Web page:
In April of 1738, Parliament forbade reporting of Parliamentary debates. The Gentleman's Magazine got around this by printing supposedly fictitious reports of debates in the Parliament of Lilliput, with the names of the Lilliputian speakers being thinly disguised versions of the names of English politicians. Johnson became the chief writer of these speeches. Knowing only the measure that was being debated, and who had spoken on each side, he considered what arguments the speaker was likely to use, and wrote a suitable speech for him. For years, these were assumed by the public to be the speeches that had actually been given in Parliament. No member of Parliament ever complained that he had been misrepresented, presumably because when he read the speeches attributed to him, he thought, "I wish I had said that!" Years later, some of Johnson's work appeared in books about Pitt (Walpole, Chesterfield) as examples of that politician's "Greatest Speeches."
Before 1748, Johnson published practically nothing under his own name. He wrote extensively -- the Parliamentary Debates, the poem London, numerous articles, a few sermons and other speeches for which the speakers took the credit, and the like. But none of this could be expected to give him a reputation as a writer or scholar, either in his own day or in the eyes of posterity. He made one last effort to obtain permission to practice law even though he had not a degree. It was refused. He began work on a Dictionary of the English Language.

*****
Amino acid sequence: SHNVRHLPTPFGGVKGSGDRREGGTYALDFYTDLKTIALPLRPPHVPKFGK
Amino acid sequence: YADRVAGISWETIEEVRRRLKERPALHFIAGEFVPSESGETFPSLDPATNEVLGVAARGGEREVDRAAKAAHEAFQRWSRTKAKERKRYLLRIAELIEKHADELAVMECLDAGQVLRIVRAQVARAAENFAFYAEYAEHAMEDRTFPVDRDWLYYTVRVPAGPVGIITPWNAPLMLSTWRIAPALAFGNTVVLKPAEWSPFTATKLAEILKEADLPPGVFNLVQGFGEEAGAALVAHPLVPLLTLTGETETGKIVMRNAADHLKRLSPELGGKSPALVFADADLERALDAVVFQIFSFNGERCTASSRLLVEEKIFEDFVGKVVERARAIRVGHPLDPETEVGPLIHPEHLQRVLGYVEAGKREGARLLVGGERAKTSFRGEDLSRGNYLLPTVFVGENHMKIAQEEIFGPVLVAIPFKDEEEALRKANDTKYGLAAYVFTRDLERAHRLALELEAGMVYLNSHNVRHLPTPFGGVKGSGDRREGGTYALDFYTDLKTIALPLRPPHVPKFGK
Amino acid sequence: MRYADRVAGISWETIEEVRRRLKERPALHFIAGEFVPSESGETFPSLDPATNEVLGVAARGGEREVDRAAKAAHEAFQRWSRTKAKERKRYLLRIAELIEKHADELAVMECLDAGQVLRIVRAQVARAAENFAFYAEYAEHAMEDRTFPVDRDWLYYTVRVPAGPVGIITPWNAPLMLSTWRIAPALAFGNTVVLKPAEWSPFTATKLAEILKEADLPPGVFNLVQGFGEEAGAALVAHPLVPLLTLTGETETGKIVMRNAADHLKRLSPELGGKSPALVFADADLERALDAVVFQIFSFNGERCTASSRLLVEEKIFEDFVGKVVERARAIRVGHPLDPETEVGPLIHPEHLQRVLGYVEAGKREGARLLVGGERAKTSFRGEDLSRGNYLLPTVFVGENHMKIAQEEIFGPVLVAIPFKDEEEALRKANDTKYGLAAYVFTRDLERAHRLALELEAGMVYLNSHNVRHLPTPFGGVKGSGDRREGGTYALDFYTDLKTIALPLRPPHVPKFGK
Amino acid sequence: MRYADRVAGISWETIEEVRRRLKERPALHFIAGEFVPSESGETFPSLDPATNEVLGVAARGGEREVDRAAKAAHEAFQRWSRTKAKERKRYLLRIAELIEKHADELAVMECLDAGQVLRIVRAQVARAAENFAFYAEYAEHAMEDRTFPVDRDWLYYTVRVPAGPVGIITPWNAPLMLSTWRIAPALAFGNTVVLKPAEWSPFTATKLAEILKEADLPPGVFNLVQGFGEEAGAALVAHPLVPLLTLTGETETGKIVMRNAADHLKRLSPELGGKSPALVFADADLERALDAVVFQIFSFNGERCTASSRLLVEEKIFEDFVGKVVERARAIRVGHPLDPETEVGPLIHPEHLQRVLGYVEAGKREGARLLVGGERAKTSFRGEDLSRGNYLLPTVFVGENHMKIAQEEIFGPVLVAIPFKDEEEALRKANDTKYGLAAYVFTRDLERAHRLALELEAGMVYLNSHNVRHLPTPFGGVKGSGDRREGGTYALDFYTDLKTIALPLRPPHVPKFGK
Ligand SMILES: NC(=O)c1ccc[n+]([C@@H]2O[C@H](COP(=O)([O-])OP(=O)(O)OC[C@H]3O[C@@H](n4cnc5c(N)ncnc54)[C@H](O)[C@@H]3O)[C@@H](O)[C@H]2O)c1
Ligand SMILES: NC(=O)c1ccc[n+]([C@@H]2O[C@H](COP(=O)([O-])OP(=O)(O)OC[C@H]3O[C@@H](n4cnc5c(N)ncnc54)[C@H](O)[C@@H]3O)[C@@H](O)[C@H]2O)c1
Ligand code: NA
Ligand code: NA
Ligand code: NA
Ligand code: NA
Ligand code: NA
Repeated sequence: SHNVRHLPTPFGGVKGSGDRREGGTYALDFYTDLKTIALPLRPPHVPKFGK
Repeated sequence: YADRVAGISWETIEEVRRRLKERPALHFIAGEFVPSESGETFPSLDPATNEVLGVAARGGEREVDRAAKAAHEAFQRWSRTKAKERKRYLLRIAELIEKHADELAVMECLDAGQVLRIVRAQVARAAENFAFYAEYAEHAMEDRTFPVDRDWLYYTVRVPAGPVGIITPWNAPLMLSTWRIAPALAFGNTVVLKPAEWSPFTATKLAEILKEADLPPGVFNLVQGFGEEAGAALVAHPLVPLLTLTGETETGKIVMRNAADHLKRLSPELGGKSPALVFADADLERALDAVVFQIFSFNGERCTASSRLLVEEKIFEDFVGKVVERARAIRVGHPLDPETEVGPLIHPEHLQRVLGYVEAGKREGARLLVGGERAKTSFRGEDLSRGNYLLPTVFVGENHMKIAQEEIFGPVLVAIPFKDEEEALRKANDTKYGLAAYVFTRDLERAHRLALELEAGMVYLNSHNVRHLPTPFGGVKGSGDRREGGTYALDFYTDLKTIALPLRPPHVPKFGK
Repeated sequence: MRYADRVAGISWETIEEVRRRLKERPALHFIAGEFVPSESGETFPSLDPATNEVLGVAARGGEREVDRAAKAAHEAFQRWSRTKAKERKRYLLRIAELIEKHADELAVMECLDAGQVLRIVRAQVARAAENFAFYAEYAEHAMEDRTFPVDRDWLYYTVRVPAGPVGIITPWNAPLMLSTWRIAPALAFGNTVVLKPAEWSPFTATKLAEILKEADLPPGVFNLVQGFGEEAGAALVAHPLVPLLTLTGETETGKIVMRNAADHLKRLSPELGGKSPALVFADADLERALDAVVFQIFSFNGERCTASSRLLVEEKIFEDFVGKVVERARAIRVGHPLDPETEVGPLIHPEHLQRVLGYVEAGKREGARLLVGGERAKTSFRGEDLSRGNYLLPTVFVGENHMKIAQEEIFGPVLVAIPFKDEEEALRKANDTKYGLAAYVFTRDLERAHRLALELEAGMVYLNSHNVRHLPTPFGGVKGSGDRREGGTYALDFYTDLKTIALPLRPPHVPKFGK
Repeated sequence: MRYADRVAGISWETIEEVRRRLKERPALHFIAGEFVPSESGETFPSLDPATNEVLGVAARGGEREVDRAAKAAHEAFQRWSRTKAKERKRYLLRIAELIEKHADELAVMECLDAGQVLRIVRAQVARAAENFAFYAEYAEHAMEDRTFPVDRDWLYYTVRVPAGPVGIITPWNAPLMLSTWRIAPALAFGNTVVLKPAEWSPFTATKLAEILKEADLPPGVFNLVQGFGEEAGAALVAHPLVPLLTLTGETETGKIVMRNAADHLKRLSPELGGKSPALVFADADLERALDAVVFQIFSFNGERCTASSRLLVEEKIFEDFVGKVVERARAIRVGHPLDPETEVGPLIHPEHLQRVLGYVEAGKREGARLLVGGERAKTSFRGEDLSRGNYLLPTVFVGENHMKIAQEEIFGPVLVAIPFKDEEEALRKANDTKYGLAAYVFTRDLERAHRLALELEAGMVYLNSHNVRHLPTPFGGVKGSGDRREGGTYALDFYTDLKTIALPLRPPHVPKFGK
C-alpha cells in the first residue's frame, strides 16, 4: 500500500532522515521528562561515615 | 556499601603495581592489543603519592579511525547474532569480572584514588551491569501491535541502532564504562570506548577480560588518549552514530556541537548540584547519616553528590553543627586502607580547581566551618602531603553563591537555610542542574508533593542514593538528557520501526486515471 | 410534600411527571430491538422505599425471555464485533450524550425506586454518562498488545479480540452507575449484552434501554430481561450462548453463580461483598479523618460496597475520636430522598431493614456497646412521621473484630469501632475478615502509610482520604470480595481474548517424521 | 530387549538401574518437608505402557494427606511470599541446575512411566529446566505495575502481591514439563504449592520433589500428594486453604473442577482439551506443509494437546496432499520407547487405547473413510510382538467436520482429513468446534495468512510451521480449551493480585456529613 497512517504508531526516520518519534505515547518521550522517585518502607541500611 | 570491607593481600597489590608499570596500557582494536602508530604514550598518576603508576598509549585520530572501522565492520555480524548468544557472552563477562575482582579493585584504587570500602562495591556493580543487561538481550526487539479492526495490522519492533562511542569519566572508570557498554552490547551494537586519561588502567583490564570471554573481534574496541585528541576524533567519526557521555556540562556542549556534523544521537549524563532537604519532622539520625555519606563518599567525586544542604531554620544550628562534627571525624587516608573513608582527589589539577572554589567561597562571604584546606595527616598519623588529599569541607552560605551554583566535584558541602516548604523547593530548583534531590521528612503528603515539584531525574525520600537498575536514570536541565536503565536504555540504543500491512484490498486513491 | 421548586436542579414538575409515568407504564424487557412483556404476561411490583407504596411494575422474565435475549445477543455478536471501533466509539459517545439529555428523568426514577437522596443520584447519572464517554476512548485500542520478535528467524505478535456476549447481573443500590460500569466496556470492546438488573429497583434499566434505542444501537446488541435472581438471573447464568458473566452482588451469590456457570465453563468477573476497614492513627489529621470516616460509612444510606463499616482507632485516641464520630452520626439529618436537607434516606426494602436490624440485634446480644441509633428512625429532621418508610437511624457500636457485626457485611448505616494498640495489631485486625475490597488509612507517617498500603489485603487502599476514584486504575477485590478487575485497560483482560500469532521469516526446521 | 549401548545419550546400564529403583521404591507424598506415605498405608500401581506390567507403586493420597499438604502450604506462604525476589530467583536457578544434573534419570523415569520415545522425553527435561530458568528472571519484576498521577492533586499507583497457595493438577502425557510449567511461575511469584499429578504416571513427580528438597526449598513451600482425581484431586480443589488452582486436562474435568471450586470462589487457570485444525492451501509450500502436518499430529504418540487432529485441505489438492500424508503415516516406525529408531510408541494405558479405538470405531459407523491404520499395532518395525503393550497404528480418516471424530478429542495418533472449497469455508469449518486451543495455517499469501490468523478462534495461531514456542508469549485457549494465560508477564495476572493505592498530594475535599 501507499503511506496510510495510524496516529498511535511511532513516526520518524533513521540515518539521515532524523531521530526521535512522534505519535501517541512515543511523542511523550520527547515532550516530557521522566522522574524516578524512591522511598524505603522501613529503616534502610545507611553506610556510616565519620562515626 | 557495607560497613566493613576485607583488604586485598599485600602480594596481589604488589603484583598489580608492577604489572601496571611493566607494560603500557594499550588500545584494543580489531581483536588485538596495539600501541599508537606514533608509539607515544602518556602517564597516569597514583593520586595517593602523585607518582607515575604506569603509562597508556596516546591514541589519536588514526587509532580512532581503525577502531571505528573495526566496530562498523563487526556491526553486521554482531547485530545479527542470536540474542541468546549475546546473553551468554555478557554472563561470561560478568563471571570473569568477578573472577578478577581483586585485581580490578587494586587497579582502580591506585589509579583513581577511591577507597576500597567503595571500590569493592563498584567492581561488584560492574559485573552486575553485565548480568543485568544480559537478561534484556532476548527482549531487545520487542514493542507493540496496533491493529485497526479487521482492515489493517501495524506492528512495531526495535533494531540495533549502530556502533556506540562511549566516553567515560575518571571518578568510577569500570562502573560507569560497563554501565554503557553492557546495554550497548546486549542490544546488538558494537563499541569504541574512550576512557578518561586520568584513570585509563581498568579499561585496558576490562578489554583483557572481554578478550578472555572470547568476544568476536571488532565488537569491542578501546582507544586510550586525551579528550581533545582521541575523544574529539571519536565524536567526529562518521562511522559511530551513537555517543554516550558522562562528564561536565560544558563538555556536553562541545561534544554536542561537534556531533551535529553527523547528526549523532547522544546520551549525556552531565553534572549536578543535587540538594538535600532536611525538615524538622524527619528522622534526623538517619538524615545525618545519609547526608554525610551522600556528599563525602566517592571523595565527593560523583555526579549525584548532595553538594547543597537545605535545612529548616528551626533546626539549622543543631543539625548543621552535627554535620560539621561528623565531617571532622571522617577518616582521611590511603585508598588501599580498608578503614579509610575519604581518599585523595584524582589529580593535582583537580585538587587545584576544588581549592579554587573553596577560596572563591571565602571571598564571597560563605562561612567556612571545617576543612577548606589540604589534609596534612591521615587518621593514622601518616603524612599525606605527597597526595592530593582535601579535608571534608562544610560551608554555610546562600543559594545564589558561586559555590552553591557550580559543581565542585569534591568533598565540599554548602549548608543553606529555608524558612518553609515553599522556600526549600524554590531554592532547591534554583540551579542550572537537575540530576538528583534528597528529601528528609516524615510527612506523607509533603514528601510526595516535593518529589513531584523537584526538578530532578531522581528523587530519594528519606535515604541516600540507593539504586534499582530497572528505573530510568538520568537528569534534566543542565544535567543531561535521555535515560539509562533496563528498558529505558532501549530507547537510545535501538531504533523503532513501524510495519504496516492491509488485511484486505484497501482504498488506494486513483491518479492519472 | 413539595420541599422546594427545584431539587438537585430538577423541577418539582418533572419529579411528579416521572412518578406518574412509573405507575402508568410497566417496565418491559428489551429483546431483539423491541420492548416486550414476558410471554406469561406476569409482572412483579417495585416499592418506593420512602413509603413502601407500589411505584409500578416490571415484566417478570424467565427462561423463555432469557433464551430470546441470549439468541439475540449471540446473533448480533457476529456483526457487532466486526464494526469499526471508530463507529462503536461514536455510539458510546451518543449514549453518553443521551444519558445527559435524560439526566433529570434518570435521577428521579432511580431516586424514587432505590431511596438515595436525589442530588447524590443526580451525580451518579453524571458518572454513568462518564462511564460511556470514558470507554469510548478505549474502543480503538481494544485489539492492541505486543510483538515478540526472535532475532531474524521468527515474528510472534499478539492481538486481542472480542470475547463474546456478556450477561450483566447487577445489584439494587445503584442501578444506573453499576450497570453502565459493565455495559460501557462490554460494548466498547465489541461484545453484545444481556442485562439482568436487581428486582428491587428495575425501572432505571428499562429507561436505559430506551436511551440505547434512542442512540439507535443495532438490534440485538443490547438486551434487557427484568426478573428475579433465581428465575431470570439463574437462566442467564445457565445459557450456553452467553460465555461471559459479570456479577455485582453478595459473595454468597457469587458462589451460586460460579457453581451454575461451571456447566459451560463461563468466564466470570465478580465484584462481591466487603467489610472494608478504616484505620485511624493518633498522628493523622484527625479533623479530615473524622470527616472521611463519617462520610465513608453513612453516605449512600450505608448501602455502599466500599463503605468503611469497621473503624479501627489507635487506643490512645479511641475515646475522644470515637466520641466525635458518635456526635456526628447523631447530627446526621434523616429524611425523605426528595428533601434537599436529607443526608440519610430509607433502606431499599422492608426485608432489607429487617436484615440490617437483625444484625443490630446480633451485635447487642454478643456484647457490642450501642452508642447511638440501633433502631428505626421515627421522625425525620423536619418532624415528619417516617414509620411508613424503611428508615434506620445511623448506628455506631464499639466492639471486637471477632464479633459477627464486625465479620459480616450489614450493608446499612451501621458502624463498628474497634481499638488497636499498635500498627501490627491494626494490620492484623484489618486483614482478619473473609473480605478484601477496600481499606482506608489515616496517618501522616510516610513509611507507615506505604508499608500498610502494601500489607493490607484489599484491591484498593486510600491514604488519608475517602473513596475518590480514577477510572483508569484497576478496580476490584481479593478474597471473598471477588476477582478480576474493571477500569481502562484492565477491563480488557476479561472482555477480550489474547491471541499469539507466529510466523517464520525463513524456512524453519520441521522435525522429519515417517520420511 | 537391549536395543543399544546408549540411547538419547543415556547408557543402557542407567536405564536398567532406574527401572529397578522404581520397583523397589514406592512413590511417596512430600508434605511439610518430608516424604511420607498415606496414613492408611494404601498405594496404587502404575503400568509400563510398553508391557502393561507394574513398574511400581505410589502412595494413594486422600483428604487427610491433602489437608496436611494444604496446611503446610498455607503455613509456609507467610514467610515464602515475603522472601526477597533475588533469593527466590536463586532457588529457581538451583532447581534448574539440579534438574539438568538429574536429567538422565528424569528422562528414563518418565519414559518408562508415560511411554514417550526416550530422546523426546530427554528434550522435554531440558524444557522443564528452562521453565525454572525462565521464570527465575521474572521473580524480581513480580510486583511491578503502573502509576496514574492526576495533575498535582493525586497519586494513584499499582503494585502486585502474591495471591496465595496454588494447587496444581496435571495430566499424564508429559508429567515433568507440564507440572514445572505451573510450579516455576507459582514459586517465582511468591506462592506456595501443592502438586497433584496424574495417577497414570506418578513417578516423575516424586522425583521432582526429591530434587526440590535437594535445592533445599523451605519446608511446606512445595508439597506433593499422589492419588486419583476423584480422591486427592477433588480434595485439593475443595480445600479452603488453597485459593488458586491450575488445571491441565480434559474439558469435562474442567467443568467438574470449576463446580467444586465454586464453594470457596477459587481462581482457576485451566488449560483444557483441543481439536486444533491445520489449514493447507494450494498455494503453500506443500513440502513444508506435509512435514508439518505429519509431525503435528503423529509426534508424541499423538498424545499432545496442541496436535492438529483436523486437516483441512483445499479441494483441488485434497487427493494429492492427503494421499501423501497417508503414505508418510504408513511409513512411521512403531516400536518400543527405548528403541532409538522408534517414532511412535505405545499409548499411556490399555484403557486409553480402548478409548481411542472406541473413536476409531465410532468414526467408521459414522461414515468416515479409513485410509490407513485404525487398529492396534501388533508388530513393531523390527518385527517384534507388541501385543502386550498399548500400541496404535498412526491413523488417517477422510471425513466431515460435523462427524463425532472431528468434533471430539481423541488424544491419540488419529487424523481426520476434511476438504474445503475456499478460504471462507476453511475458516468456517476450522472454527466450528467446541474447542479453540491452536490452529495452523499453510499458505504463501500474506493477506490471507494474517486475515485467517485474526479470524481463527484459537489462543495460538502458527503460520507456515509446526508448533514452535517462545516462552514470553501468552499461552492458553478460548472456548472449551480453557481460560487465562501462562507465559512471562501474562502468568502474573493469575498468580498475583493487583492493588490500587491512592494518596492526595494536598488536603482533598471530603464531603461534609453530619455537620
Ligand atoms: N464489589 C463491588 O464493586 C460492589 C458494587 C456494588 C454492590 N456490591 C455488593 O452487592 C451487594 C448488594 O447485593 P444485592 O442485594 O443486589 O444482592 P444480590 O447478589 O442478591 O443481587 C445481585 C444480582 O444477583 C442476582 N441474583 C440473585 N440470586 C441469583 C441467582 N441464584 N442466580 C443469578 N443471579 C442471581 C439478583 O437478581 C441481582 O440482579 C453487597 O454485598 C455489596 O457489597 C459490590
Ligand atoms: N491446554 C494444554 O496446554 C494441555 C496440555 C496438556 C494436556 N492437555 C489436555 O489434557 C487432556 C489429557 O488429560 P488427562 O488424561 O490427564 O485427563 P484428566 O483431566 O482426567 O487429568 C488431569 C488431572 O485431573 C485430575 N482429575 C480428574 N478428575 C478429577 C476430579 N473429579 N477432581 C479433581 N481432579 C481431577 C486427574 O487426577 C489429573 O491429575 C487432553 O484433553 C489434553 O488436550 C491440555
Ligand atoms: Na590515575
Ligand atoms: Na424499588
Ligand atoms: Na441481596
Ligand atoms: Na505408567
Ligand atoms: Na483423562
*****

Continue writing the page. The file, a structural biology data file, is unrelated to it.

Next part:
The Italians had a national dictionary, published in 1612, which it had taken their academy 20 years to prepare. The French followed with their dictionary which it took an Academy of forty scholars 55 years (1639-1694) to prepare, and another 18 (1700-1718) to revise. It was agreed that England needed a first-rate dictionary, and Johnson undertook the job. In June 1746 he signed an agreement with a group of publishers. They would pay him 1575 pounds (all expenses to come out of this). With six copyists to help him, he read through numerous books by "standard authors" and marked their use of various words. His copyists then copied out the sentences onto slips of paper, underlining the word being illustrated, marked the slip with a large letter for the initial of the word, and filed it. Johnson then wrote definitions for over 40,000 words, with different shades of meaning, illustrating the meanings with about 114,000 quotations that he had gathered. His work has served as the basis for all English dictionaries since. A comparison of their definitions with his shows obvious borrowing, simply because his definitions are good. Some of them show the "impish" side of Johnson's nature, and these are naturally the ones that are popularly remembered and quoted. ("Patron: One who countenances, supports, or protects. Commonly a wretch who supports with insolence, and is repaid with flattery.") But these amount to fewer than one definition in a thousand. The New English Dictionary (now the Oxford English Dictionary), on which literally thousands of scholars collaborated (not all of them full-time), took seventy years to complete. Johnson, in one room with mostly borrowed books and six copyists, completed his task in nine years. The Dictionary was published in 1755. Oxford University rewarded him with a Master of Arts degree, which came in time for him to include it on the title page of the Dictionary. Many doors had previously been closed to him by the absence of a college degree. That problem was now behind him.